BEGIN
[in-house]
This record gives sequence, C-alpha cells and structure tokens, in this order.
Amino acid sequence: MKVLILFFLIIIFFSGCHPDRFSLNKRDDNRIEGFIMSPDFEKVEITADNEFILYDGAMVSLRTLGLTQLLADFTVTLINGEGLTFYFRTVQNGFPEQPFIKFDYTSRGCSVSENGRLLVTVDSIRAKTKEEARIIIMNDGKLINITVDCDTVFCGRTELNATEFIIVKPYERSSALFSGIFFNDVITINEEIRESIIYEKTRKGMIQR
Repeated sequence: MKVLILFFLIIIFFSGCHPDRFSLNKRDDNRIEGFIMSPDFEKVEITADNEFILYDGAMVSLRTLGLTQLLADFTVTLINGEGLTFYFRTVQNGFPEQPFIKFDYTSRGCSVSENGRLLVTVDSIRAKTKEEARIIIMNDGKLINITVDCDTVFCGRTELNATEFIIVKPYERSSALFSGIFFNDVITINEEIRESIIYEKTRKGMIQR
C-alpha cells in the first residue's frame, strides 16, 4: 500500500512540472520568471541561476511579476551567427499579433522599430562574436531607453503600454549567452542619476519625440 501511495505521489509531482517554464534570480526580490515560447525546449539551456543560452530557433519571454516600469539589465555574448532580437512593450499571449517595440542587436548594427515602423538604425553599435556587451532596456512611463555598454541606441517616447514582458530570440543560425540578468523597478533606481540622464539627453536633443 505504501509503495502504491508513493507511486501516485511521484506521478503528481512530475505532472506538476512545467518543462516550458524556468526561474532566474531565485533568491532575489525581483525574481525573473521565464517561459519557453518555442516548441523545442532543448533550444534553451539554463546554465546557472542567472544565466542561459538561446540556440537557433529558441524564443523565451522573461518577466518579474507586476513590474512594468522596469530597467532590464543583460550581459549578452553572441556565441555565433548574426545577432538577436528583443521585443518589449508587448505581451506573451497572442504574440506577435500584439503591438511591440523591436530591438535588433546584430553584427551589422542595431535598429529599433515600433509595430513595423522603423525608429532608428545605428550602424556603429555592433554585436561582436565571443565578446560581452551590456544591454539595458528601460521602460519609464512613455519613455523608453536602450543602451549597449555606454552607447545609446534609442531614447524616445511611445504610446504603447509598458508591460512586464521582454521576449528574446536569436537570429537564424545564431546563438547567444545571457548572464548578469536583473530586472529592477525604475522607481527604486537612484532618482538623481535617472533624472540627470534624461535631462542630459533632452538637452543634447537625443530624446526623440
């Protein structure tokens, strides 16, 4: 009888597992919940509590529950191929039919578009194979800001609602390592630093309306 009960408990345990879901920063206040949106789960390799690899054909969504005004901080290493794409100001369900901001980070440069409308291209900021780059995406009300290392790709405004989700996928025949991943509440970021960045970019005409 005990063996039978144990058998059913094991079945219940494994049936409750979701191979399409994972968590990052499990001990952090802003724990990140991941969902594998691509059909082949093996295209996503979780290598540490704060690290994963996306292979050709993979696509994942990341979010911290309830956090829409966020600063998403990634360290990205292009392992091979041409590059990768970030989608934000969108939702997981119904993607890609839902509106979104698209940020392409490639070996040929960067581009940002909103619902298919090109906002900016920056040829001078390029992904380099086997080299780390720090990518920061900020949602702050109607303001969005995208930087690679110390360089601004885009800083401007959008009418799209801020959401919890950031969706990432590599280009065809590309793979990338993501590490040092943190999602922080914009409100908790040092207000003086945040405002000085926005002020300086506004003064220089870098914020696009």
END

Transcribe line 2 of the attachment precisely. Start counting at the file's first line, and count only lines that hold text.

This record gives sequence, C-alpha cells and structure tokens, in this order.